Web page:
Students Talk Space with ISS Crew, Educator Astronaut

Students Talk Space with ISS Crew, Educator Astronaut
NASA's first educator astronaut Barbara Morgan talks with students about their rover creations during an July 11, 2007 event at the Johnson Space Center in Houston. (Image credit:

HOUSTON ? Earthboundstudents made a long-distance call to the International Space Station (ISS) Wednesday,courtesy of NASA, as educator astronaut Barbara Morgan and her crewmates prepareto launch towards the orbital laboratory early next month.

Students spokefirst with the space station?s three-man Expedition 15 crew, and then questionedMorgan, STS-118 astronaut Dave Williams and commander Scott Kelly on their upcomingspaceflight during an event here at NASA?s Johnson Space Center.

?We wouldlove for you guys to actively participate with us now, and start helping usfigure out the answers to all the big questions we have,? Morgan told the crowdof more than 200 teachers, high school and college students.

Students pickedthe astronauts? brains about everything from how they?ll cope with separationfrom their families to what they hope to see from their unique vantage point220 miles (354 km) above Earth.

?I taughtfor 20 years in a little town out in the mountains of Idaho,? Morgan said ofher former teaching grounds in McCall, Idaho. ?It?s a beautiful spot on aglacial lake up at 5,000 feet and I?m hoping that one of our passes will takeus over that area.?

Angela O?Brien,a teacher at Mackenzie Middle School in Lubbock, Texas, said Morgan has playedan inspiring educational role during the past 20 years. Morganoriginally served as backup to schoolteacher Christa McAuliffe duringNASA?s Teacher in Space program and assumed her educational duties followingthe 1986loss of Challenger and its seven-person crew.

?When I sawher up there today, I didn?t see a ?former? teacher?once a teacher, always ateacher,? O?Brien said of Morgan. The reading and English educator noted thatshe will take advantage of the little time Morgan will have to interact aboardthe ISS to inspire the next generation of astronauts.

?If youthink about it, middle schoolers are the ones who will probably be going to themoon and Mars,? she said.

Williams,an STS-118 crewmember representing the Canadian Space Agency, encouraged theyoung crowd to envision themselves as future space explorers.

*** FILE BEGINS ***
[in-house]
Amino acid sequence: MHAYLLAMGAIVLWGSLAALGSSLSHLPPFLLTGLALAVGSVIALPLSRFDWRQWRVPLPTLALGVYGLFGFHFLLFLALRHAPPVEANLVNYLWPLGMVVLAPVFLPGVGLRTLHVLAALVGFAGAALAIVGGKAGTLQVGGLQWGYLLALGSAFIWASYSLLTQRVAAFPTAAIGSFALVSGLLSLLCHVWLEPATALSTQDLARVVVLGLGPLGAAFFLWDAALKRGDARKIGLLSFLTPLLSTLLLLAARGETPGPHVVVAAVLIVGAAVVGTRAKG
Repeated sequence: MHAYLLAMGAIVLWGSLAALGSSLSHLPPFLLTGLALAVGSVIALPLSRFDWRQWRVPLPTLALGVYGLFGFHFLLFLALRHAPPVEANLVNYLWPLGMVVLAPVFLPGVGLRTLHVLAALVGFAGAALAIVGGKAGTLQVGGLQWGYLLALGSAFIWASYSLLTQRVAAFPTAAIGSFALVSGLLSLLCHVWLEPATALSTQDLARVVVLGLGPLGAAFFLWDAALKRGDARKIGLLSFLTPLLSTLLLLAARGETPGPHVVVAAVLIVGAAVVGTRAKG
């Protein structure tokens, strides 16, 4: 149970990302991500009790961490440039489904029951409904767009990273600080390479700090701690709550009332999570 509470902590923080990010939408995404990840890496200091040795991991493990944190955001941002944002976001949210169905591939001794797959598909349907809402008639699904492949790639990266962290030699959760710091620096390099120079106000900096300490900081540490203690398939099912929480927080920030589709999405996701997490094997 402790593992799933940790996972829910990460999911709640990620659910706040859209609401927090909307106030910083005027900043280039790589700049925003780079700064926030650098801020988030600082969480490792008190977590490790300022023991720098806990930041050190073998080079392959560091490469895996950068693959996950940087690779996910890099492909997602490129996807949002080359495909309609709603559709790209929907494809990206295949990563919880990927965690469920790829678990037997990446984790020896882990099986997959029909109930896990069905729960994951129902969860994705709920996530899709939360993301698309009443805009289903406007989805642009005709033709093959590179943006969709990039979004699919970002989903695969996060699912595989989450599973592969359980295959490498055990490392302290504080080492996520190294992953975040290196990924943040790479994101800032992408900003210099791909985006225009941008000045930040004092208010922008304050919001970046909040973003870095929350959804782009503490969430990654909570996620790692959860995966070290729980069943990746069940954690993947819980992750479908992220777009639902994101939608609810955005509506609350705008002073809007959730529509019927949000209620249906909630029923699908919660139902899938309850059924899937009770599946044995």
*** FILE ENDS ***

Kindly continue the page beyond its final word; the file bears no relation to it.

?When wewere kids growing up, we had dreams of becoming astronauts, and we neverthought that would be possible,? he said. ?Someone in this audience today couldbe an astronaut in the future going on those missions back to the moon and onto Mars. If you think that?s impossible, remember we thought the same thinggrowing up.?

JustinGorski, a 21-year-old student at the University of Rochester, New York, said hefelt moved by the astronauts? words.

?We had theopportunity to interact with them, and I now realize it?s entirely possible tobecome an astronaut,? Gorski said. ?If I personally had a chance, I?d rather goto the moon. Mars is a little too far for me.?

EndeavourSTS-118 crew expect to spend up to 14 days in space following their scheduledAug. 7 launch from Kennedy Space Center in Cape Canaveral, Florida. Among theirother tasks, the astronauts plan to perform up to four spacewalks, deliver afresh load of cargo and install a new starboard-side truss segment to the ISSduring the construction mission.

  • NASA?s STS-118: Teaching the Future Through ISS Assembly
  • Video Interplayer: Space Station Power Up with NASA's STS-117
  • Complete Shuttle Mission Coverage


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Former contributor

Dave Mosher is currently a public relations executive at AST SpaceMobile, which aims to bring mobile broadband internet access to the half of humanity that currently lacks it. Before joining AST SpaceMobile, he was a senior correspondent at Insider and the online director at Popular Science. He has written for several news outlets in addition to Live Science and, including:, National Geographic News, Scientific American, Simons Foundation and Discover Magazine.